“Zhamanak” reports that the Armenian government is planning to increase budgetary funding for the national police by 500 million drams (over $1 million) next year. The paper welcomes this intention, saying that the state must “financially motivate” the police. “This is certainly not the most decisive thing in the important task of reforming the [law-enforcement] system,” it says. “But it is one of the important things and starting points of the reform.”
“Hraparak” predicts that controversial decisions made by Armenian law-enforcement authorities in their high-profile investigations into current and former state officials will eventually be overturned by the European Court of Human Rights (ECHR) and cost Armenia millions of dollars in damages. “Every case that is investigated by the Special Investigative Service, the National Security Service and the Investigative Committee will come back in the form of a slap in our face after reaching Strasbourg,” claims the paper.
“Aravot” says that voicing baseless allegations against the incumbent authorities has been the norm for various Armenian opposition forces for the last 27 years. For instance, the paper says, political opponents of the current authorities deliberately mislead the public about a European convention on violence against women in an effort to discredit Prime Minister Nikol Pashinian. It says that Pashinian himself attacked Armenia’s former government with similarly unfounded claims when he was in opposition. “Politics is like this all over the world,” writes the newspaper editor.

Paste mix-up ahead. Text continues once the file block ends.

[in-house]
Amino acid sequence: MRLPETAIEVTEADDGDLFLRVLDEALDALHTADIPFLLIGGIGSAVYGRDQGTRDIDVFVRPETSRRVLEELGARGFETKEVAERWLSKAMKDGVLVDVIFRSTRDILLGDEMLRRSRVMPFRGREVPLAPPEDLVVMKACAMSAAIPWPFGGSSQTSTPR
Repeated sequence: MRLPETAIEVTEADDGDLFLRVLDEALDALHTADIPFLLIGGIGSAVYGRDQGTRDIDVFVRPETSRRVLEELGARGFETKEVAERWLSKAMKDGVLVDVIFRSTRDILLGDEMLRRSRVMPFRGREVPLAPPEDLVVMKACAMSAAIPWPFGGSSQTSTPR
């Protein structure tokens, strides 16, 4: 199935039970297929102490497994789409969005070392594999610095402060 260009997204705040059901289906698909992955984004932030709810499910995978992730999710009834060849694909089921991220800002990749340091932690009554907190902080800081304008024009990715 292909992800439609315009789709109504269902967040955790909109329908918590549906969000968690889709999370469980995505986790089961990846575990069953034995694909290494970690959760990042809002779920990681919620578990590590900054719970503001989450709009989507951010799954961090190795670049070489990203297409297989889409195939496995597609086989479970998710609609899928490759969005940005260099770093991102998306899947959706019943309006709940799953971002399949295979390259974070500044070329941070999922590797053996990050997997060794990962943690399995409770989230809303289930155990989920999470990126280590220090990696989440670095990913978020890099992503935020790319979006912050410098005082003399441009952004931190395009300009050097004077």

“Haykakan Zhamanak” defends Foreign Minister Zohrab Mnatsakanian against strong domestic criticism of his interview with the BBC which touched upon the Nagorno-Karabakh conflict, among other issues. The pro-government paper dismisses claims by former government officials and their supporters that the current Armenian leaders’ harsh criticism of their predecessors is now exploited abroad to the detriment of the official Armenian position on the conflict.